Following GMO’s co-founder Jeremy Grantham’s renewed warning about extreme overvaluations, RIA Advisors Chief Investment Strategist Lance Roberts chimed in on the conversation Thursday morning.
In “Three Minutes on Markets & Money,” Roberts agress with Grantham, saying, “the stock market is in a bubble.”
To refresh readers on Grantham’s Tuesday note titled “Waiting for the Last Dance,” Grantham wrote, “today, the P/E ratio of the market is in the top few percent of the historical range, and the economy is in the worst few percent. This is completely without precedent and may even be a better measure of speculative intensity than any SPAC.”
He wrote while he doesn’t know when the bubble will burst, the bust cycle is inevitable, and not even the Federal Reserve can prevent it.
“Make no mistake – for the majority of investors today, this could very well be the most important event of your investing lives,” Grantham said.
So back to Roberts, he says bubbles are a function of the market and repeat throughout time. Clearly, that is true in the figure below, showing bubbles over the past four decades.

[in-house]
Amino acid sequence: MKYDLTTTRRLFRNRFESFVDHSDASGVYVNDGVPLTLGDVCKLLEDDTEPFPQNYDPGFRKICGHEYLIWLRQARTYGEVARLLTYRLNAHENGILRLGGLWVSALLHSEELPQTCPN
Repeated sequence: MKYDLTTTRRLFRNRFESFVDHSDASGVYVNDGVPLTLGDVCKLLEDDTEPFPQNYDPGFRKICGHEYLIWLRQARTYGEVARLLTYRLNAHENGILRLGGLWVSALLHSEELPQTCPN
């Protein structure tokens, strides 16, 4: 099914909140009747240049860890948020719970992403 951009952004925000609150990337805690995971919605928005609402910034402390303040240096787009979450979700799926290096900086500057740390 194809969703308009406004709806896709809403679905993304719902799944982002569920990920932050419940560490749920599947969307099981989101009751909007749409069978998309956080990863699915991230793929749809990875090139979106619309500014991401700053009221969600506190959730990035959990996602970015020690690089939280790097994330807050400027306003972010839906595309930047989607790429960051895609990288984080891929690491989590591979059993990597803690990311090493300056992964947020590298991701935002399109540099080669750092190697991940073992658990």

Today is “clearly a bubble,” he said, adding that S&P500 valuations are overly stretched.
Roberts went on to say, “valuations are simply a representation of the psychology of the markets, and it’s the psychology that actually drives the bubble.”
He said investors’ psychology is euphoric as they take on more equity exposure than ever before, adding that most speculative risks are being transacted in the options market.
In a series of charts, Roberts shows extreme optimism and/or high valuations that are not sustainable.
Market Cap Of Stocks / GDP Ratio
S&P500 Price To Sales Ratio
Roberts believes “the stock market is in a bubble, and it’s just a matter of time before it pops.”
One bubble in particular to watch is Tesla.
While there is still potential upside for many of the stocks as central banks inject a record $1.4 billion in liquidity into capital markets every hour, there could be an adjustment in valuations as interest rates begin to rise.
The risk-reward for stocks has deteriorated materially, and the market is ripe for a drawdown.
Watch: Three Minutes on Markets & Money